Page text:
circus. He tried to climb the tree stump,
but its trunk seemed to be bigger to him
than ever, and after getting up a few
feet from the ground he would lose his
grip and fall end over end into the yard.
The sportsmen w-atched his antics and
laughed until their sides ached. Finally
old bruin became sleepy and lumbered
off into his cubby house. The next morn
ing the first man in the party to go out
of doors walked over to see how the bear
was feeling. He looked into the little
house and saw a sight which made him
feel sorry. There lay the bear with his
head on the good forepaw and the stub
of the other one laid over his cranium.
He seemed to say in the look which he
gave the man, "How sick I am!" For
two days he would not eat or move out
of his house, and ever since he has care
fully looked over all feed that was set
before him before eating it.
SHY ON PEANUTS.
IXewiston (Me.) Journal.
"Were it not for the fact that the threat
ened scarcity of peanuts is due to lack of
rain and other natural causes, it is possi
ble that the indigestible but equally invit
ing shelled product of the Southern states
might enter into politics, for the price of
peanuts at least to the wholesaler, is like
ly to be advanced and it is highly improb
able that the voluntary lifting of the price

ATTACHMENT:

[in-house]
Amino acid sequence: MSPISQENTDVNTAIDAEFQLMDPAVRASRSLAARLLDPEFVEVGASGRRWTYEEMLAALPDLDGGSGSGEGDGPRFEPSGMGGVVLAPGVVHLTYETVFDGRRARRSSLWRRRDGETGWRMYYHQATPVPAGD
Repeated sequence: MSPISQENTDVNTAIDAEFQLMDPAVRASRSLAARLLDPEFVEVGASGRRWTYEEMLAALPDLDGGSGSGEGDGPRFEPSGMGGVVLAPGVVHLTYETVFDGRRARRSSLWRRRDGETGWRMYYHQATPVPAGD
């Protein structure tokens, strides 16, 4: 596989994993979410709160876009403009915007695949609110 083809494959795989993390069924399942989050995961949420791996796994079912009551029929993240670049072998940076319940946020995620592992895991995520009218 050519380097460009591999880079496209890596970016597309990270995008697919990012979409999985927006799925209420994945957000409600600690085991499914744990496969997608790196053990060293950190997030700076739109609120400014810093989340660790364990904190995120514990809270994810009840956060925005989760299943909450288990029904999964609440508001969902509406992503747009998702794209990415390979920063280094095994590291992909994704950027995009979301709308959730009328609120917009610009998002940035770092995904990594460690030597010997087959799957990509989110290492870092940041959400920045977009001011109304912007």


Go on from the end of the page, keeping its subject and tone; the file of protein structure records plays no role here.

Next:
to consumers would have passed unnoticed
unless it was on account, as in the present
case, of causes which could not be
The peanut world !snt as pmall as it
sounds and even the lowest whisper which
says there is apt to be a failure of crops
or a scarcity, or a raising of the price
causes a commotion, but siightly, if any
less, than that occasioned by a c ;al strike
or other labor disturbances. Therefore,
wrhen it was made known through the
newspapers that some growers are fearful
of a dearth of the nuts, there was a wave
of excitement extending to all vicinities
where the lover of peanuts is to be found,
that is everywhere.
Though the peanut prices are firmer
than they have been in fact, the jobbers
are paying a little more than usual the
price of single packages has been thus far
unaffected and the same good-sized sack
can be purchased now as one the last cir
cus day when they was no thought of a
peanut scare or scarcity.
All the talk about peanut shortages, de
cease in supply and droughts is coming
from Virginia, the home or birthplace of
presidents and peanuts. Nearly the en
tire peanut crorj the crop thaf supplies
the whole United States and many of the
markets in the obiter world come from
there and during the past season the
planters have had far less rain than they
desired and required to make their plants
prosperous and producing.
Though some dealers say that on ac